Posted by Jonathan Maus (Publisher/Editor) on July 27th, 2010 at 11:47 am
A partnership of national advocacy organizations, led by North Portland resident and former executive director of the Bicycle Transportation Alliance, is attempting something that has never been done in America: galvanize a powerful grassroots walking movement.
Back in March, 10-year BTA veteran Scott Bricker was hired by America Walks to try and solve the age-old dilemma of getting more people excited about walking advocacy. Unlike the fervent passion, culture, identity and industry that helps drive the bike movement, walking advocates struggle to raise public awareness and excitement for their issues.
“Everyone walks, but there is a lack of passion and desire from the public to join walking advocacy groups.”
— Scott Bricker, America Walks
Bricker hopes to change all that, but he knows it won’t be easy. “Everyone walks, but there is a lack of passion and desire from the public to join walking advocacy groups. As Wendy Landman, Director of Walk Boston put it ‘we are the club that everyone belongs to, but nobody joins.'”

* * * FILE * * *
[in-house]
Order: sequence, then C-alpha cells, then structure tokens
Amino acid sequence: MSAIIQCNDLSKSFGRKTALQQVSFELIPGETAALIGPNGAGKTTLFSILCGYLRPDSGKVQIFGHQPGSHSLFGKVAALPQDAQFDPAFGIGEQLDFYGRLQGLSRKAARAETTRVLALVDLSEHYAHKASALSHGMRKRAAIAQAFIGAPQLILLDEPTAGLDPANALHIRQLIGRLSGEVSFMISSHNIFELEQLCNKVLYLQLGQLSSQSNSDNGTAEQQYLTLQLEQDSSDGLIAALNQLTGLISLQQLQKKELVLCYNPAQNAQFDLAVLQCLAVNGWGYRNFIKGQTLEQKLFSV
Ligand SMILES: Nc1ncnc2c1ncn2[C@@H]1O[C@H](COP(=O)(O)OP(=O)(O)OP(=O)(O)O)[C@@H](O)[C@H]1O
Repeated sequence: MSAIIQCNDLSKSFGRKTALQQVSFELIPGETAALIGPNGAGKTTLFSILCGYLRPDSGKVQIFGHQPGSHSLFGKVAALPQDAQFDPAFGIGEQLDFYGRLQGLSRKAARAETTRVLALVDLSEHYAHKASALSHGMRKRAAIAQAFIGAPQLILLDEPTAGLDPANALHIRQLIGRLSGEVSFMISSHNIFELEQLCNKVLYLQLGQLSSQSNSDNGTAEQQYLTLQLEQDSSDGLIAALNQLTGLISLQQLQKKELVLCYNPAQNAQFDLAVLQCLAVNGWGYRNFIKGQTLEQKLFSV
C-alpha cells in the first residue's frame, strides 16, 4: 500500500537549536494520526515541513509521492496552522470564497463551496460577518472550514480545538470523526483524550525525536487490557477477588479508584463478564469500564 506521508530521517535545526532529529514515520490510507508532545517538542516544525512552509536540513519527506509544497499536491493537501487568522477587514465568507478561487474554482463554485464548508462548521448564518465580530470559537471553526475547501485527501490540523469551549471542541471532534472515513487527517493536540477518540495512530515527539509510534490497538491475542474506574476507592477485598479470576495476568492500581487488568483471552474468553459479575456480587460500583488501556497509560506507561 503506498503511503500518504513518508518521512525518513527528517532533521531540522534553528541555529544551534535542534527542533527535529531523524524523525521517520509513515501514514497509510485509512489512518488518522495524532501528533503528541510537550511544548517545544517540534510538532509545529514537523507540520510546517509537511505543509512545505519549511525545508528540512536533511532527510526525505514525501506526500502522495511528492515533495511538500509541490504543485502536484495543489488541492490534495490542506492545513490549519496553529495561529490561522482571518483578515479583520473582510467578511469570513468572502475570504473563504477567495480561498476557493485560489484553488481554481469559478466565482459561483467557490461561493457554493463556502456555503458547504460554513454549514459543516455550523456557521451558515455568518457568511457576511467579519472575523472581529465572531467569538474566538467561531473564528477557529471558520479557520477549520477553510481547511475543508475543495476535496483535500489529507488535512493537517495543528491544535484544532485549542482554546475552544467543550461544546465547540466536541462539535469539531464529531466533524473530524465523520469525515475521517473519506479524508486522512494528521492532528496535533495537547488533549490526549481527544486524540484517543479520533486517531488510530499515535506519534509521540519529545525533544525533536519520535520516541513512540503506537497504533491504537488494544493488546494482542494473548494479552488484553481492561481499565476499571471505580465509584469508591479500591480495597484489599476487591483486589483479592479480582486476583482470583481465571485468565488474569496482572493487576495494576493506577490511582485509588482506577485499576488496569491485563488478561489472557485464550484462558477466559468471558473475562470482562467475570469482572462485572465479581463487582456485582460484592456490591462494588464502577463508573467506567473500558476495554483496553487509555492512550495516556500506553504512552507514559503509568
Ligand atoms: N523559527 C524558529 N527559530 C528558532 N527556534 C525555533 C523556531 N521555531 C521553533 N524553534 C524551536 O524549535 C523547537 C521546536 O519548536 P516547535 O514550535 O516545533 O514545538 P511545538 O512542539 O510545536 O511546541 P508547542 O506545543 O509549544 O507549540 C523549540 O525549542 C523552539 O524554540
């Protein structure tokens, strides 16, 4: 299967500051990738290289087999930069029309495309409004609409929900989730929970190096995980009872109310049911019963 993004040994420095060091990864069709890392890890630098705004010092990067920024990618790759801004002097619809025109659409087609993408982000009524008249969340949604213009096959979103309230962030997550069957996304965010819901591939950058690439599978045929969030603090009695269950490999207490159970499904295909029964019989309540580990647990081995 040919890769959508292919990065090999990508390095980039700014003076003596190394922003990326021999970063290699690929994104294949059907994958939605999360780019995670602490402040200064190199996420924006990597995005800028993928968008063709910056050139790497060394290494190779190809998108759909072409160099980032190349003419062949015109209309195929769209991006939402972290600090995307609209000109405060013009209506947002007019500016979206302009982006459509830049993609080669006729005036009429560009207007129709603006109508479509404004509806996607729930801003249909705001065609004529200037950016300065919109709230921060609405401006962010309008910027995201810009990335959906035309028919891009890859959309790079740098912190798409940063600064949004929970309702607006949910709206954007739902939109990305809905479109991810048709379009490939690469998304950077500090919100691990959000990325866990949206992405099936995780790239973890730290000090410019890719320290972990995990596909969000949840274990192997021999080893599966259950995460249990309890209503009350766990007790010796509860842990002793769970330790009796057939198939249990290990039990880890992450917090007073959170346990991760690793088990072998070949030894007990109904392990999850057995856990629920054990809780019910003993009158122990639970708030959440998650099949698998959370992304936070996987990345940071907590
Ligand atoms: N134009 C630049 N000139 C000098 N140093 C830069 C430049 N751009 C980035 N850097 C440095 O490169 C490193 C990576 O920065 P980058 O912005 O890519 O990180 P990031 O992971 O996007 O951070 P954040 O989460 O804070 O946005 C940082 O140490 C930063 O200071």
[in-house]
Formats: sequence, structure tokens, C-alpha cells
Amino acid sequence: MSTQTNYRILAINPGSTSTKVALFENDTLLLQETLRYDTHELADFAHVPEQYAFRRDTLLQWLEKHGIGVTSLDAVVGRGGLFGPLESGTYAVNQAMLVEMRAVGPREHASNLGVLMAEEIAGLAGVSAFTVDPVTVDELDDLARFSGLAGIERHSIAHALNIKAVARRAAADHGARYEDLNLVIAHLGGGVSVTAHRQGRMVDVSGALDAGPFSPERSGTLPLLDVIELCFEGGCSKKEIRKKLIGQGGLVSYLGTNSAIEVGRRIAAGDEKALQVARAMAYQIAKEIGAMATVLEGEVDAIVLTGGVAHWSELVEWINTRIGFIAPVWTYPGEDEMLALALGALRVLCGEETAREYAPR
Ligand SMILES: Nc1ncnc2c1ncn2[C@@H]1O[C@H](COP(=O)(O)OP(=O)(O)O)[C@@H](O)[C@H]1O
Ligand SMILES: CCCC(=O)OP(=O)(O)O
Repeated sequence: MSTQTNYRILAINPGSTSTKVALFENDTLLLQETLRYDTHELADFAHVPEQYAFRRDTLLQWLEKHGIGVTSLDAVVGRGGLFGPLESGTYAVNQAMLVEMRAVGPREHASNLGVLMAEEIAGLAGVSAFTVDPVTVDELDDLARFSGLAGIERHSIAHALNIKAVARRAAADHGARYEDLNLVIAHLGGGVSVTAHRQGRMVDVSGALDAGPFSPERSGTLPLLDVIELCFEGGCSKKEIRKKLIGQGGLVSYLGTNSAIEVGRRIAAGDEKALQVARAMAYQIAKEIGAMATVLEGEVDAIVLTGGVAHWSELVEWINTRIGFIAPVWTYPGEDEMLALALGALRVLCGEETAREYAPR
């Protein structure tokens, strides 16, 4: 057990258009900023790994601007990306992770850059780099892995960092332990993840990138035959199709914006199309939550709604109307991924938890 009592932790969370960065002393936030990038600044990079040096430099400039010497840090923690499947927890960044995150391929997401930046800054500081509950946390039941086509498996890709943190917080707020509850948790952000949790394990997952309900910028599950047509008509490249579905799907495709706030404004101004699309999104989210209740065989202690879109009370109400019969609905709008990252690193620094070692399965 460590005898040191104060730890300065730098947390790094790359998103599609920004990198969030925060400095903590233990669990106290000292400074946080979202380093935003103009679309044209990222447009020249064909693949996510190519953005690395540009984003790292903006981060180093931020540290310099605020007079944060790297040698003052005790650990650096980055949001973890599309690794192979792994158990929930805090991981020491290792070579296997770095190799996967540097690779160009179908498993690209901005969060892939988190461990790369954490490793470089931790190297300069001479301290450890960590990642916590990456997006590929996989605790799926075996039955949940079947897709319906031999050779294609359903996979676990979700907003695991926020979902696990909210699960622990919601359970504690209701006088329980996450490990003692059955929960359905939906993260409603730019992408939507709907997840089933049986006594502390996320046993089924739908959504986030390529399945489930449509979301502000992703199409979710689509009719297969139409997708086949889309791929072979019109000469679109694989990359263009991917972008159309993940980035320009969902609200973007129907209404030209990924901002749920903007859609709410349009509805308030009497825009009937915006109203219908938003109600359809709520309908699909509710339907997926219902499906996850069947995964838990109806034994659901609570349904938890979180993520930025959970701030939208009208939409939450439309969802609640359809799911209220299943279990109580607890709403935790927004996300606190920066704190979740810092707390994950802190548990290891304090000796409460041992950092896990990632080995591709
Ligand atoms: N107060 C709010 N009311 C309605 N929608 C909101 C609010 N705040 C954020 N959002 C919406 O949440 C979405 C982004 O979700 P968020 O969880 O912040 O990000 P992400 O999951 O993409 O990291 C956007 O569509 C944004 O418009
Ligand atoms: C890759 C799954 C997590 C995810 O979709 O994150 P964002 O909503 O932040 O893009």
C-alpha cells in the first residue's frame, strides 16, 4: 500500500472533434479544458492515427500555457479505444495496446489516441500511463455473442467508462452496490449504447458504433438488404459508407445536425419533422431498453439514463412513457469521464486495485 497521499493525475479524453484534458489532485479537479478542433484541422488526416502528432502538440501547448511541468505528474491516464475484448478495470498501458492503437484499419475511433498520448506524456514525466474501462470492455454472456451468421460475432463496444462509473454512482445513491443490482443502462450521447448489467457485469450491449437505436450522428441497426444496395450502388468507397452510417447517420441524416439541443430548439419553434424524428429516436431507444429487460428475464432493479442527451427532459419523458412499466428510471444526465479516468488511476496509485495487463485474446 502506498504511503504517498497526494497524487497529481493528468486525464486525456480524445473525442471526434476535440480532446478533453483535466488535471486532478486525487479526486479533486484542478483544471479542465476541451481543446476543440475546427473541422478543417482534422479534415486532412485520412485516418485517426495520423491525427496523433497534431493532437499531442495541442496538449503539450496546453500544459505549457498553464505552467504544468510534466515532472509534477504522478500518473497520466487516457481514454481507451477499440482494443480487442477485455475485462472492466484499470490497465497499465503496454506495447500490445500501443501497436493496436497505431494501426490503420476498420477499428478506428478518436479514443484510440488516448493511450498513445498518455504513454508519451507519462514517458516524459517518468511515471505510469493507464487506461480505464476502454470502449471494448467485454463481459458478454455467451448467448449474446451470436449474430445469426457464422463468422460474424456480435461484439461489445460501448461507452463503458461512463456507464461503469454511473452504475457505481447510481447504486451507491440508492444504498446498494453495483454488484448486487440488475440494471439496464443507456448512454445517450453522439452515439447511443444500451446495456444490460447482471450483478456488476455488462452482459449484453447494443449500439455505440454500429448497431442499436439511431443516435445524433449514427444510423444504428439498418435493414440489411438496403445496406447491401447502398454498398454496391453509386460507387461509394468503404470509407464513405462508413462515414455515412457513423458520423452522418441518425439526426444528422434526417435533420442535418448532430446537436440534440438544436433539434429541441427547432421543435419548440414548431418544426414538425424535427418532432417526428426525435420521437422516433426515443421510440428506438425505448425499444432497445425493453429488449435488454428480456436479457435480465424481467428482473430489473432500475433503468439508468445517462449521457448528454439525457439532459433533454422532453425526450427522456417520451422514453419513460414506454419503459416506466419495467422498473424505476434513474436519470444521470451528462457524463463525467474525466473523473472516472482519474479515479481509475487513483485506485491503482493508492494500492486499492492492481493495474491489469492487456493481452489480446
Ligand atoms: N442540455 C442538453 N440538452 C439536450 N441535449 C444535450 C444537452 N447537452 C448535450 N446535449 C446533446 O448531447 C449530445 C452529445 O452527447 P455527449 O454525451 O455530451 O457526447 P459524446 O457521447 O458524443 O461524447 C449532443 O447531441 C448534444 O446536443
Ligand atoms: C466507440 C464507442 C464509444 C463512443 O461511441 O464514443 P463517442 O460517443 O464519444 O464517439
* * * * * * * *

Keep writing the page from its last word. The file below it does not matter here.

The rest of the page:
To help his efforts, Bricker has turned to an old friend and colleague, Portland lawyer Ray Thomas (they worked together on bike legislation in Salem for many years). Thomas — who literally wrote the book on walking laws in Oregon — understands the crux of the problem at hand. In a guest article that appeared in an America Walks newsletter on July 15th he wrote, “Everyone walks or rolls at some point in their lives. And while all people participate in this activity, few identify themselves as sharing some sort of special bond with other pedestrians.”
While I think the existence of a “special bond” between everyone that bikes is often overstated by the media and even by bike advocates themselves, there’s no denying it exists and there’s no denying its power to connect those who feel it.
Both Thomas and Bricker are convinced that if a powerful walking movement stands any chance of catching on, it needs a strong, national coalition at its core. To help establish that coalition, Bricker has assembled an impressive steering committee and list of campaign advisors. That list includes professionals from a diverse range of backgrounds — from public health to real estate, biking and public transit. Bricker will launch his campaign at the ‘Equal Footing’ summit, which will take place at the Pro Walk/Pro Bike Conference on September 16th.
There are implications here for the bike movement. Given its larger influence and greater success on the local and national levels, the bike movement has always been happy to include walking initiatives in its efforts. But if walking is soon able to stand on its own two feet, it would allow bike advocates to create clearer arguments and focus more directly on how to position bicycling as a viable mode of urban transportation in urban areas.